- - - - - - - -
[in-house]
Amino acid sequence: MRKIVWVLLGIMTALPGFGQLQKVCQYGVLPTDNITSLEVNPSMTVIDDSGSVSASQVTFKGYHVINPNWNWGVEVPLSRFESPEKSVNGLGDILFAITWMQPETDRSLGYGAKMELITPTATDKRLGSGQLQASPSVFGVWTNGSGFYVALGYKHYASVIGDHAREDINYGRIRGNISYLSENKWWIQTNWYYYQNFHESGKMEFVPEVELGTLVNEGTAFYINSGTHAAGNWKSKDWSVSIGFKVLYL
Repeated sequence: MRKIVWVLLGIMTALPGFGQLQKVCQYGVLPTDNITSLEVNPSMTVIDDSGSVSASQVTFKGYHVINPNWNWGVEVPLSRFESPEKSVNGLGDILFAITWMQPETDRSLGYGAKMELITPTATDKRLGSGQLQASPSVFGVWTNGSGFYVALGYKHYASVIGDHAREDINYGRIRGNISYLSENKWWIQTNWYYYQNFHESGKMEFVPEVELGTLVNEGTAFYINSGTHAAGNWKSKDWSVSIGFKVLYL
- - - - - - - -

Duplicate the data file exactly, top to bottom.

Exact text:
[in-house]
Amino acid sequence: MRKIVWVLLGIMTALPGFGQLQKVCQYGVLPTDNITSLEVNPSMTVIDDSGSVSASQVTFKGYHVINPNWNWGVEVPLSRFESPEKSVNGLGDILFAITWMQPETDRSLGYGAKMELITPTATDKRLGSGQLQASPSVFGVWTNGSGFYVALGYKHYASVIGDHAREDINYGRIRGNISYLSENKWWIQTNWYYYQNFHESGKMEFVPEVELGTLVNEGTAFYINSGTHAAGNWKSKDWSVSIGFKVLYL
Repeated sequence: MRKIVWVLLGIMTALPGFGQLQKVCQYGVLPTDNITSLEVNPSMTVIDDSGSVSASQVTFKGYHVINPNWNWGVEVPLSRFESPEKSVNGLGDILFAITWMQPETDRSLGYGAKMELITPTATDKRLGSGQLQASPSVFGVWTNGSGFYVALGYKHYASVIGDHAREDINYGRIRGNISYLSENKWWIQTNWYYYQNFHESGKMEFVPEVELGTLVNEGTAFYINSGTHAAGNWKSKDWSVSIGFKVLYL